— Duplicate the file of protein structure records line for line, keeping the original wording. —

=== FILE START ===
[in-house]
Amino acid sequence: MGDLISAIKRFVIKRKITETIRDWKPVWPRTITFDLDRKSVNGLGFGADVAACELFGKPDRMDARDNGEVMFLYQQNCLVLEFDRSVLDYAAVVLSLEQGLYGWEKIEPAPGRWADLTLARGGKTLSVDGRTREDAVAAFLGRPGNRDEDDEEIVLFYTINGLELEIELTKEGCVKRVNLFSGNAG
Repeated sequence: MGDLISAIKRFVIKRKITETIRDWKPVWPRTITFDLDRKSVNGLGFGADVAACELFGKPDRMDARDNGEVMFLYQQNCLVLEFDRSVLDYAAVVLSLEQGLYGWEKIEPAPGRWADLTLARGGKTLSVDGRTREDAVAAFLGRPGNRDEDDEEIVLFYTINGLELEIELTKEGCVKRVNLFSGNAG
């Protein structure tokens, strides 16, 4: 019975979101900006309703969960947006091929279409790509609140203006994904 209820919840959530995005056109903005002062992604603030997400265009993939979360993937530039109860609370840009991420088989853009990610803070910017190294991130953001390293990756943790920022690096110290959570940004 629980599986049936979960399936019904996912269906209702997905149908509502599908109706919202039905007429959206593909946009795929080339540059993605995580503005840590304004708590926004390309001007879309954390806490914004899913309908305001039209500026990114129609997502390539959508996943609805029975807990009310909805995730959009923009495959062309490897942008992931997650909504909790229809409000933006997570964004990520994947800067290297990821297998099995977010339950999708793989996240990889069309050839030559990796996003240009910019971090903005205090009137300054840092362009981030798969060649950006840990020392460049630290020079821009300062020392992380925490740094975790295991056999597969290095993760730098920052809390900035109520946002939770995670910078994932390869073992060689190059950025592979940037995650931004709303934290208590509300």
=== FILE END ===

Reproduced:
[in-house]
Amino acid sequence: MGDLISAIKRFVIKRKITETIRDWKPVWPRTITFDLDRKSVNGLGFGADVAACELFGKPDRMDARDNGEVMFLYQQNCLVLEFDRSVLDYAAVVLSLEQGLYGWEKIEPAPGRWADLTLARGGKTLSVDGRTREDAVAAFLGRPGNRDEDDEEIVLFYTINGLELEIELTKEGCVKRVNLFSGNAG
Repeated sequence: MGDLISAIKRFVIKRKITETIRDWKPVWPRTITFDLDRKSVNGLGFGADVAACELFGKPDRMDARDNGEVMFLYQQNCLVLEFDRSVLDYAAVVLSLEQGLYGWEKIEPAPGRWADLTLARGGKTLSVDGRTREDAVAAFLGRPGNRDEDDEEIVLFYTINGLELEIELTKEGCVKRVNLFSGNAG
């Protein structure tokens, strides 16, 4: 019975979101900006309703969960947006091929279409790509609140203006994904 209820919840959530995005056109903005002062992604603030997400265009993939979360993937530039109860609370840009991420088989853009990610803070910017190294991130953001390293990756943790920022690096110290959570940004 629980599986049936979960399936019904996912269906209702997905149908509502599908109706919202039905007429959206593909946009795929080339540059993605995580503005840590304004708590926004390309001007879309954390806490914004899913309908305001039209500026990114129609997502390539959508996943609805029975807990009310909805995730959009923009495959062309490897942008992931997650909504909790229809409000933006997570964004990520994947800067290297990821297998099995977010339950999708793989996240990889069309050839030559990796996003240009910019971090903005205090009137300054840092362009981030798969060649950006840990020392460049630290020079821009300062020392992380925490740094975790295991056999597969290095993760730098920052809390900035109520946002939770995670910078994932390869073992060689190059950025592979940037995650931004709303934290208590509300």